Metropolitan News-Enterprise


Wednesday, November 4, 2020


Page 1


Ninth Circuit:

Lawyers Deserved No More Than $15,000 in ADA-Based Case

Law Firm That Specializes in Suits Against Small Businesses Wanted Its Fees Boosted, Though It Obtained For Its Client Only $4,000 in Statutory Penalty Under California Law and Expended Minimal Number of Hours


By a MetNews Staff Writer


The Ninth U.S. Circuit Court of Appeals yesterday affirmed an award of $15,000 in attorney fees to a firm that specializes in filing lawsuits against small businesses for breaches of the Americans With Disabilities Act, rejecting the firm’s protest that the District Court erred in finding that the full $34,873.50 it claimed was excessive in light of it obtaining only a $4,000 statutory penalty, assessed  based on the lack of a handicapped parking space.

Losing the appeal was plaintiff Adam Ghadiri, who makes his living by filing actions under the federal Americans With Disabilities Act (“ADA”) and under the state Unruh Civil Rights Act which requires a minimum award of $4,000 for any violation of the ADA. Although Ghadiri filed the action in pro per, as he customarily does, he turned this one over to The Center for Disability Access (“CDA”), a division of the San Diego law firm of Potter Handy, LLP.

A three-judge panel—comprised of Circuit Judges Ronald M. Gould and John B. Owens, joined by District Court Judge Edward R. Korman of the Eastern District of New York, sitting by designation—upheld a Nov. 12, 2019 order by then-District Court Judge Andrew J. Guilford of the Central District of California (now a private judge). In a memorandum opinion, the panel found no abuse of discretion on the part of Guilford, whose order setting attorney fees, as provided for by the ADA, declares:

“The amount of time and money spent completing various tasks for this case was excessive. For example. Plaintiff’s counsel racked up nearly $2,000 in fees ‘reviewing’ Plaintiffs case file….But at that point, there had been virtually no activity in the case. So the case file consisted mostly of Plaintiff’s six-page amended complaint and Defendants’ ten-page answer. Surely, reviewing these documents didn’t warrant almost $2,000 in fees. Thus, for these and other reasons, the hours spent on this case were unreasonable, and Plaintiff’s counsel’s fee request must be reduced accordingly.”

Guilford went on to say:

“It’s obvious to the Court that it’s unreasonable to have an hourly billing rate higher than or close to 12% of the statutory damages of $4,000 awarded m this case, even with injunctive relief, which is modest in this case.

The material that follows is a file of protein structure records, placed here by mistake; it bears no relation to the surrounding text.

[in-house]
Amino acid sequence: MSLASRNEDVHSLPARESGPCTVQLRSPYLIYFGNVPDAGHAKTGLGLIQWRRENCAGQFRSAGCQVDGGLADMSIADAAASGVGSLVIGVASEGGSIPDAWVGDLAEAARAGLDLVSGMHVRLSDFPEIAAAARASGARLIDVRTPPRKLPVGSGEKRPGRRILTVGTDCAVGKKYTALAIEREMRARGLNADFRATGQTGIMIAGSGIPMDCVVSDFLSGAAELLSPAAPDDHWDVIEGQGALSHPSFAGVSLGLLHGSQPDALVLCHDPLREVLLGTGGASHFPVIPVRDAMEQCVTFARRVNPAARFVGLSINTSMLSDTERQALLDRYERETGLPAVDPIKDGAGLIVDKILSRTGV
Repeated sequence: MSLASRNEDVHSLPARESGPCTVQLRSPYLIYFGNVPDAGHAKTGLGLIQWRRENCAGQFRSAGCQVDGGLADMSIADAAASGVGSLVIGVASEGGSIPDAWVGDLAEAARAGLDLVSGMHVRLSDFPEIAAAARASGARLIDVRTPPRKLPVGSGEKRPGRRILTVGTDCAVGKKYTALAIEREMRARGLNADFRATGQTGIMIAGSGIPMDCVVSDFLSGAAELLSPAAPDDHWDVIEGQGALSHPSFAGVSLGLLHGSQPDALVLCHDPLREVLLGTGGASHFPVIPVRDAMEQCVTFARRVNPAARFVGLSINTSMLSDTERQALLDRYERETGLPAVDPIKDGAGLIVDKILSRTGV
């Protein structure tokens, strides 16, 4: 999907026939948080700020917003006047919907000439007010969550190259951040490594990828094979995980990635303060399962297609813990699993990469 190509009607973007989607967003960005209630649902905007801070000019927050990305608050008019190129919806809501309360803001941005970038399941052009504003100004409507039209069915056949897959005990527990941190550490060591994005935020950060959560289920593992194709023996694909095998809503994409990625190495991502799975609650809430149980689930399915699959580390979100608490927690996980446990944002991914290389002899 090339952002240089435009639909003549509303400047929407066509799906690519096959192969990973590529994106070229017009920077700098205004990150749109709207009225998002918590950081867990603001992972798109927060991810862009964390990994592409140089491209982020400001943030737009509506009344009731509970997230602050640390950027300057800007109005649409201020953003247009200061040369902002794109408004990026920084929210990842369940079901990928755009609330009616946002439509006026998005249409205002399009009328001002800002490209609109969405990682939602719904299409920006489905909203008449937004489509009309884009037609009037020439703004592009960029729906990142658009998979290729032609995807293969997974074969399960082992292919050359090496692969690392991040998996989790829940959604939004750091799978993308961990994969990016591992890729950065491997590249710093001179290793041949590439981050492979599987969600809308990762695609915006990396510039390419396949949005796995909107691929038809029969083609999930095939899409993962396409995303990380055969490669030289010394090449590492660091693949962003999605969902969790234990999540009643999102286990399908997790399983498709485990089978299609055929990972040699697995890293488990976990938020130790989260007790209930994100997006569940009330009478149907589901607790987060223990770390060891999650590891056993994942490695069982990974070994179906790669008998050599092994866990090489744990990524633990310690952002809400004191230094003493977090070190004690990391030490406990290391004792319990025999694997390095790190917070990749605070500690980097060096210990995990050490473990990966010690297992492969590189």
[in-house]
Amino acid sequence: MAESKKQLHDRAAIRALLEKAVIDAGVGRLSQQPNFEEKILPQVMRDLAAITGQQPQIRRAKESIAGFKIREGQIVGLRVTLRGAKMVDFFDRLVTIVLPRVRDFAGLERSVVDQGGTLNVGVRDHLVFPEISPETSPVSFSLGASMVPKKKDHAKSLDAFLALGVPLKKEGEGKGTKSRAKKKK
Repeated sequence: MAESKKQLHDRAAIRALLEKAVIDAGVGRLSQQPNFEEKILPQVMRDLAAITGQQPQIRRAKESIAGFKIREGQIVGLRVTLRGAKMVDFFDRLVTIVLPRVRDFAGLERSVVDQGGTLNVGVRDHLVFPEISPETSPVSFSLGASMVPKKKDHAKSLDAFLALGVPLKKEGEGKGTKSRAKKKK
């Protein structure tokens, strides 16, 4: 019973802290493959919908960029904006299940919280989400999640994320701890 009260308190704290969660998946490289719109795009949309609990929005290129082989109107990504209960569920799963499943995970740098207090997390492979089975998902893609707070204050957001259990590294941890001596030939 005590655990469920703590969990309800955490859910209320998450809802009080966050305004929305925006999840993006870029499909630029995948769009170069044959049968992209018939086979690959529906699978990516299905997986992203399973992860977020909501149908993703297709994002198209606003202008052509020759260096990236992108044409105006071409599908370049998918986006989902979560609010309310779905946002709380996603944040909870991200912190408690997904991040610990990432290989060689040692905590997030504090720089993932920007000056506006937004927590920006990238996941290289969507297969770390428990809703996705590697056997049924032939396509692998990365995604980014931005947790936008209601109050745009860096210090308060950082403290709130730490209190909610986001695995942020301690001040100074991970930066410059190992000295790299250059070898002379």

“The Court thus reduces the amount of fees requested to reflect a more reasonable rate.”

Guilford also awarded $1,969.46 in costs, as requested, and issued an injunction “requiring Defendants to make the Carpet and Linoleum City facilities accessible to individuals with disabilities to the extent required by the Americans With Disabilities Act.”


Depicted above is Carpet & Linoleum City in Long Beach. The Ninth U.S. Circuit Court of Appeals yesterday affirmed a $16,969.46 award of attorney fees and costs against it assessed in an action against it under the Americans With Disabilities Act, rejecting the contention of the plaintiff’s lawyers that they deserved more in fees. The plaintiff obtained summary judgment in the amount of $4,000, a statutorily-set amount, based on it not having a handicapped parking space available.


 He said the $16,969.46 total award in attorney fees and costs “sufficiently incentivizes attorneys to enforce the law, while recognizing the hardship imposed by ADA litigation on small business, such as the business in this case.”

The business Ghadiri sued, along with its principals, was Carpet & Linoleum City, which both Guilford and the Ninth Circuit described as a “modest” retail store. It’s located in Long Beach.

Defendant’s Opposition

The judge acted in response to opposition to the fee request filed by the store’s attorney, Ara Sahelian of Laguna Hills. He said in the opposition:

“The Potter Handy firm employs the same template for a motion for summary judgment, which it files in hundreds of cases. There are naturally small variations to it which require attorney time, but for the most part, the template remains intact.

“Therefore, attorney’s fees exceeding $34,000 for simply filing a motion for summary judgment is exceedingly unreasonable.”